Australasian Science: Australia's authority on science since 1938

The Reality of Biodiversity Offsets

By Martine Maron and Richard Hobbs

Many of the expectations for biodiversity offsetting remain unsupported by evidence.

Martine Maron and Richard Hobbs are both researchers with the Environmental Decisions Group. Martine is based at the University of Queensland, and Richard is at the University of Western Australia.

The full text of this article can be purchased from Informit.

Biodiversity offsetting is one of the fastest-growing areas in conservation policy, with more than 64 programs currently underway around the world. The idea is that losses of bio­diversity at an impact site are compensated by the generation of ecologically equivalent gains elsewhere. The result, in theory, is that there is “no net loss” of biodiversity.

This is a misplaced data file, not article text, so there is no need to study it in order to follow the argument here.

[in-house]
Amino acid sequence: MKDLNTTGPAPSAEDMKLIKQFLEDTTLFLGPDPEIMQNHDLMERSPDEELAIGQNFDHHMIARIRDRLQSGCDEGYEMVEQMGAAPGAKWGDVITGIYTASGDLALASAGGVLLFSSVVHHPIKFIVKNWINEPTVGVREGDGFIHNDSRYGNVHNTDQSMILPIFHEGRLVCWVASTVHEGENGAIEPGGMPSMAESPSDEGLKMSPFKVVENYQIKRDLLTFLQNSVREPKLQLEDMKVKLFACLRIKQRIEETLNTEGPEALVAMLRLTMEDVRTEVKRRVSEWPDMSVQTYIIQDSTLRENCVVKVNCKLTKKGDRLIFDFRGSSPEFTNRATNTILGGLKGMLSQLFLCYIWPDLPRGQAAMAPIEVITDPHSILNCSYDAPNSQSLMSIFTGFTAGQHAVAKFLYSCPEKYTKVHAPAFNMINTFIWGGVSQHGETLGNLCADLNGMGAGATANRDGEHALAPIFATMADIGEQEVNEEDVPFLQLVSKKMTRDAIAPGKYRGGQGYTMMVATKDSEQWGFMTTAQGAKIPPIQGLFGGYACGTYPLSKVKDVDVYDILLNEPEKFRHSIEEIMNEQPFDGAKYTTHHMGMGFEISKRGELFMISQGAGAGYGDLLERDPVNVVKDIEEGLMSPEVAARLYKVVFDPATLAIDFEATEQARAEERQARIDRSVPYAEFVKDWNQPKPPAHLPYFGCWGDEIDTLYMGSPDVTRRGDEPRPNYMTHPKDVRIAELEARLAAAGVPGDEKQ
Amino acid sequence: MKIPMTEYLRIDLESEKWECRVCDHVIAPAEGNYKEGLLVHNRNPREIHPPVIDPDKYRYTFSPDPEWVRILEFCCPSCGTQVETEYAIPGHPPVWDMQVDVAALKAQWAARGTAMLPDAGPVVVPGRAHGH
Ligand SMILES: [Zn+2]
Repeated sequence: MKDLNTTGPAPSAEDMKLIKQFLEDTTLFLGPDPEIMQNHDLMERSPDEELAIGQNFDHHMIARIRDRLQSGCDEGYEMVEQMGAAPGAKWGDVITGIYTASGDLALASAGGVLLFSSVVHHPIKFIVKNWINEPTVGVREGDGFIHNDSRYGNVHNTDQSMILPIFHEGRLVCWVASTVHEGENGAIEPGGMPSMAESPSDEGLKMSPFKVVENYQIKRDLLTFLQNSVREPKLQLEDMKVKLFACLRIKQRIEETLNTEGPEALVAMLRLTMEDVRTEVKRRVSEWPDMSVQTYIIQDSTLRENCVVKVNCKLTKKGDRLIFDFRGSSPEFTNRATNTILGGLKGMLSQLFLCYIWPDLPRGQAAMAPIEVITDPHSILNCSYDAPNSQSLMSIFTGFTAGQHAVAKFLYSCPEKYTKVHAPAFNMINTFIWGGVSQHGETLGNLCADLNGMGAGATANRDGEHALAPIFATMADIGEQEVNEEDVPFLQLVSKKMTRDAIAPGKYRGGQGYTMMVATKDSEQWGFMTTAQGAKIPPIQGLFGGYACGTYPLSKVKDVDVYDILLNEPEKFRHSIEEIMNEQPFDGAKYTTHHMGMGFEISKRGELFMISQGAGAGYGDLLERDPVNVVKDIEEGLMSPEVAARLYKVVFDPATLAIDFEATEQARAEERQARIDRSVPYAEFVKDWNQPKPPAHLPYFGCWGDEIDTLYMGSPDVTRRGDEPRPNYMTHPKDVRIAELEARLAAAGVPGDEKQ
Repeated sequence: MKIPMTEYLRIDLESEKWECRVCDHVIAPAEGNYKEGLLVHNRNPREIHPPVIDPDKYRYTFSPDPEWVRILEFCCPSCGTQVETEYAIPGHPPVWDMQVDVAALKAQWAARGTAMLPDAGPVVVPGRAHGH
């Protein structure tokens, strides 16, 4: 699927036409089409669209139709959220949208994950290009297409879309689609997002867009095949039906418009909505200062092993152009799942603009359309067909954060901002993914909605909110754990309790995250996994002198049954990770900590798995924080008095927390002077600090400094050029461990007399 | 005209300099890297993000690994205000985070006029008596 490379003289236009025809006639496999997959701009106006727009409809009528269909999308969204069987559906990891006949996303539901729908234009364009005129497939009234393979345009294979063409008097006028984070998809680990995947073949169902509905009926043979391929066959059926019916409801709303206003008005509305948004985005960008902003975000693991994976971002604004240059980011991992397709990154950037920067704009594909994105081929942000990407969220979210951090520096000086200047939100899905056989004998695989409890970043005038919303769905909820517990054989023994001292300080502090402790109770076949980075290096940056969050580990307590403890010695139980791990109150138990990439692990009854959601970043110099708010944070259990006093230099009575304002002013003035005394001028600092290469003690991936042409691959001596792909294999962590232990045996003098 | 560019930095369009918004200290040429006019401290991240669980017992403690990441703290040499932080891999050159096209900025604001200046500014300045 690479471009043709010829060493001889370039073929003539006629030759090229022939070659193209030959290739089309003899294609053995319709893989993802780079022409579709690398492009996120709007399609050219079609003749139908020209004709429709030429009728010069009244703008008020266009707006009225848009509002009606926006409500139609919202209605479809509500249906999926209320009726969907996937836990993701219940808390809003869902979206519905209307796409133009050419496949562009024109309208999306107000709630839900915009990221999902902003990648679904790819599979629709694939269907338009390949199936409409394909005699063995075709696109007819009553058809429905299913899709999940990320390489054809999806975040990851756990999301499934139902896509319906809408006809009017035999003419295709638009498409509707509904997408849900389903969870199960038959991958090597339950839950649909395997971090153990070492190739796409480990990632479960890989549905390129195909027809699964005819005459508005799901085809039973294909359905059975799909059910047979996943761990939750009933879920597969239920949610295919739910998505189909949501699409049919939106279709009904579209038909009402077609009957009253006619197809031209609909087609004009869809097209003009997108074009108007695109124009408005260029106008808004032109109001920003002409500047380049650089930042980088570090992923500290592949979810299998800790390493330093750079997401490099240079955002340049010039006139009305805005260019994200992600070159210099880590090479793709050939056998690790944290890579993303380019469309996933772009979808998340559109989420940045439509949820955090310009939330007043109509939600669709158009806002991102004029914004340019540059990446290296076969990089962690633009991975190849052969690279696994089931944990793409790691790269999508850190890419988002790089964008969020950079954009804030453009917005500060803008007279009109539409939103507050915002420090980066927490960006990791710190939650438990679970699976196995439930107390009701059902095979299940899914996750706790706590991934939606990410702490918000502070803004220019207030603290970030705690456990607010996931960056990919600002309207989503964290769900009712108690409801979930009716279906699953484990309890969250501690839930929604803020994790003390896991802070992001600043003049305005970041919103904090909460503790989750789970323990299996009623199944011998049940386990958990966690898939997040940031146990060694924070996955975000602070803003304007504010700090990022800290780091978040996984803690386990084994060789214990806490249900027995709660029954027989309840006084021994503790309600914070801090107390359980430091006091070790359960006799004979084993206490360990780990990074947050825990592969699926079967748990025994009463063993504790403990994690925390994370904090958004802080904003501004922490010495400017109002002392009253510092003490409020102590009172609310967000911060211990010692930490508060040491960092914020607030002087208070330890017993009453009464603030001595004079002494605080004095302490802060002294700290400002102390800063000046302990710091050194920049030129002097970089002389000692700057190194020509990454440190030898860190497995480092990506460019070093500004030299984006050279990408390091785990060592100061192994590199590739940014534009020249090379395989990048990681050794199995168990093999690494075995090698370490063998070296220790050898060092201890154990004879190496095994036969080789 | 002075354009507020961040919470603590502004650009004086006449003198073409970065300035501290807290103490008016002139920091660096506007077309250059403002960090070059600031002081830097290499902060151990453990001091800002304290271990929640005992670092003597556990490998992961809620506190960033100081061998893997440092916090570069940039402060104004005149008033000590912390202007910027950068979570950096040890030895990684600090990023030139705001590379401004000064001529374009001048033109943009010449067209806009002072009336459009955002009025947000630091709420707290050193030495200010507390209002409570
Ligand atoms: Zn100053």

Depending on who you talk to, biodiversity offsets represent either a great conservation opportunity or an attempt to greenwash “business as usual” for developers.

Australia is among the most advanced countries in terms of its biodiversity offset policy regime, with most states and territories having at least one offset policy. A federal scheme is also close to being finalised. However, although this approach is being increasingly applied, when we reviewed the literature on the effectiveness of restoration for biodiversity offsets we found there is little evidence that it works.

Most biodiversity offset activity falls into two categories. The first, called “averted loss” offsetting, involves the protection and maintenance of sites that would otherwise be under threat of clearing or degradation. By definition, this approach doesn’t avoid overall declines in biodiversity.

The second, which we refer to as “restoration” offsetting, involves improving the quality or extent of habitat or vegetation...

The full text of this article can be purchased from Informit.